When posting one of my pictures, I usually say that some post-processing was done. This is nothing but very classical stuff, that I believe are common to most photographers.
However I've been advised to give a glimpse of what those modifications were. And that's why this post will explain and illustrate, for a very simple case, how, starting with a picture coming out of my camera, I get one that suits me enough to post it here.
The picture I'll use as an example is the following:
Long story short, the post process I usually do, and that I will show here have basically two purposes:
- improve color and contrast
- re-frame the picture
Getting better colorsThe original version of the above picture is:
It's been automatically generated by my camera that, from its sensors' output, computed the "right" colors to give to the picture.
The problem is... I don't like the colors (no offence to the camera manufacturer, this was mainly my mistake when setting up exposure). So I played with the color balance in order to get this result:
This picture has been generated thanks to UFRaw and I'd like to point out two important things here:
- the advantage of working with software like UFRaw is that they work directly on the camera sensors's output (the RAW file) which gives more "freedom" when working with colors. More details about UFRaw's usage are available in a dedicated episode of MeetTheGimp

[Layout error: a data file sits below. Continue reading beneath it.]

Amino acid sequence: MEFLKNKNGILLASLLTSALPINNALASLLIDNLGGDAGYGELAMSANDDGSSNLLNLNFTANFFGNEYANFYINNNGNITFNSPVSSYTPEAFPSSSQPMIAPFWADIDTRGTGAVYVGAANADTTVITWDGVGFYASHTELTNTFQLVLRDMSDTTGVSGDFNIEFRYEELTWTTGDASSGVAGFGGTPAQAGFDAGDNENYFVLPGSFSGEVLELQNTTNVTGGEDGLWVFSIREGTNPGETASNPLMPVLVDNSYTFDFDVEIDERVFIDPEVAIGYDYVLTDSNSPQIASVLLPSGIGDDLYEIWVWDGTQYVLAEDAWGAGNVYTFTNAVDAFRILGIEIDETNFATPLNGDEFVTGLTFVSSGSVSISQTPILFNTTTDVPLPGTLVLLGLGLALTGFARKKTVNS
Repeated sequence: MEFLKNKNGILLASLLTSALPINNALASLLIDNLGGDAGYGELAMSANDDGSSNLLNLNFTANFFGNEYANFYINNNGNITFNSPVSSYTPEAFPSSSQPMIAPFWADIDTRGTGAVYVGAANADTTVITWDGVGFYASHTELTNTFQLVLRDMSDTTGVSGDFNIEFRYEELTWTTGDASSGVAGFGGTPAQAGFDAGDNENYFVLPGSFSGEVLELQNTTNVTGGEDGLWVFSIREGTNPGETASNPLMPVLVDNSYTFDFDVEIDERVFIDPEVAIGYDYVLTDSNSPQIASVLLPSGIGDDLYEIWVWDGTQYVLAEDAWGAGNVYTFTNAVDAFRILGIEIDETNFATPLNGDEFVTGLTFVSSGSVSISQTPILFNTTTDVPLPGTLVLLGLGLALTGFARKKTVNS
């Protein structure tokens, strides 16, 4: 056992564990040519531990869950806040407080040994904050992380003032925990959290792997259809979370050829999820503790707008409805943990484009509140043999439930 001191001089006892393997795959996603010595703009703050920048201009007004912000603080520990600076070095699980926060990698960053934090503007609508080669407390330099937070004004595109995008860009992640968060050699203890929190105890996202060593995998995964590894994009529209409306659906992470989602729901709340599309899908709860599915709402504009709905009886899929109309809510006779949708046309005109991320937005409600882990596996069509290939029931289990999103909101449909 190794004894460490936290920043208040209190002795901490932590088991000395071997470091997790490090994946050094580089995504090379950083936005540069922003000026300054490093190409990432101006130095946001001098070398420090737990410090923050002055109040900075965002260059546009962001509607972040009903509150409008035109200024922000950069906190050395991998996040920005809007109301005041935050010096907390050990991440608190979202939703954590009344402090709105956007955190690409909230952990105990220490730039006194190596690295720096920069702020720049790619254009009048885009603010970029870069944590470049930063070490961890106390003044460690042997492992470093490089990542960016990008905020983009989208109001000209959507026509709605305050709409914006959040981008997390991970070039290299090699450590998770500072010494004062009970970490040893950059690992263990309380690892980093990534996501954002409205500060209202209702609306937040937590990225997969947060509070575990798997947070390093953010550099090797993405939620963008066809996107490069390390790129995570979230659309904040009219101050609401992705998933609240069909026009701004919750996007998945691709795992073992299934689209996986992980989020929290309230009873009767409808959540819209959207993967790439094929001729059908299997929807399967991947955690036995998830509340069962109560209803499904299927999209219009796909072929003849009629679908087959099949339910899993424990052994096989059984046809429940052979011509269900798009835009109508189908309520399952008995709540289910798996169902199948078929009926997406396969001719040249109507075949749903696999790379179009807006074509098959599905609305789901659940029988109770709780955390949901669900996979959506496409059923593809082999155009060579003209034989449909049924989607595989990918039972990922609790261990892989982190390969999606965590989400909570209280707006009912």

- changing the way an image looks is more tricky a problem than one would imagine, because the look of an image depends on the devices used to display it. Especially, the screens all have different behaviours relative to colours, which means that my picture will look different on another's computer than on mine... To limit this problem, screens can be calibrated. Some references on this are also available at MeetTheGimp.
FramingSo the color is better now (at least for me) but, still, I find the details of the photo a little too diluted in the sea... But what I intended to do when I shoot this picture was to play with the horizon line and the biased wake, which is why I modified the picture's frame to make those details stand out:
This picture was made with GIMP, except for the border and signature.
To know more about photo post-processing with GIMP, MeetTheGimp is a very useful resource (in case you haven't noticed yet).